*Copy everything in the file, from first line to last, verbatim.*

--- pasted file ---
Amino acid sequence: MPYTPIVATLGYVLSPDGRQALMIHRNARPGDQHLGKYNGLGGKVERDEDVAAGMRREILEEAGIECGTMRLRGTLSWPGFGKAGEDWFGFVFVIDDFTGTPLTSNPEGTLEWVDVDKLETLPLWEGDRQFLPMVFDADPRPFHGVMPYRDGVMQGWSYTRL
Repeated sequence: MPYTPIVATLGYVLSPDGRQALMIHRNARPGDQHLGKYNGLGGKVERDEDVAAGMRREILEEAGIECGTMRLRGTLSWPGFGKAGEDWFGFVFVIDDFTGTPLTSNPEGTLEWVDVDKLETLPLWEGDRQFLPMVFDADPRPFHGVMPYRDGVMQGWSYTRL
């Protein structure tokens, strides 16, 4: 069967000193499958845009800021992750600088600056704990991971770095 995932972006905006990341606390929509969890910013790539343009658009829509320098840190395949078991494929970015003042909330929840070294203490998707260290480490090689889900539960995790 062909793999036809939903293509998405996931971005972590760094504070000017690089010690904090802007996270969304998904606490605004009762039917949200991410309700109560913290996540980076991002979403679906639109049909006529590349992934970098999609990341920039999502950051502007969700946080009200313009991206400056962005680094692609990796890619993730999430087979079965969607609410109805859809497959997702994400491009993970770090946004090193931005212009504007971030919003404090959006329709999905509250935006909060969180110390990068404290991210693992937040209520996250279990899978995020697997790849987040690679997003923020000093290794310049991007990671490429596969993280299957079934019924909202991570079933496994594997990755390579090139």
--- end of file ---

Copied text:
Amino acid sequence: MPYTPIVATLGYVLSPDGRQALMIHRNARPGDQHLGKYNGLGGKVERDEDVAAGMRREILEEAGIECGTMRLRGTLSWPGFGKAGEDWFGFVFVIDDFTGTPLTSNPEGTLEWVDVDKLETLPLWEGDRQFLPMVFDADPRPFHGVMPYRDGVMQGWSYTRL
Repeated sequence: MPYTPIVATLGYVLSPDGRQALMIHRNARPGDQHLGKYNGLGGKVERDEDVAAGMRREILEEAGIECGTMRLRGTLSWPGFGKAGEDWFGFVFVIDDFTGTPLTSNPEGTLEWVDVDKLETLPLWEGDRQFLPMVFDADPRPFHGVMPYRDGVMQGWSYTRL
């Protein structure tokens, strides 16, 4: 069967000193499958845009800021992750600088600056704990991971770095 995932972006905006990341606390929509969890910013790539343009658009829509320098840190395949078991494929970015003042909330929840070294203490998707260290480490090689889900539960995790 062909793999036809939903293509998405996931971005972590760094504070000017690089010690904090802007996270969304998904606490605004009762039917949200991410309700109560913290996540980076991002979403679906639109049909006529590349992934970098999609990341920039999502950051502007969700946080009200313009991206400056962005680094692609990796890619993730999430087979079965969607609410109805859809497959997702994400491009993970770090946004090193931005212009504007971030919003404090959006329709999905509250935006909060969180110390990068404290991210693992937040209520996250279990899978995020697997790849987040690679997003923020000093290794310049991007990671490429596969993280299957079934019924909202991570079933496994594997990755390579090139």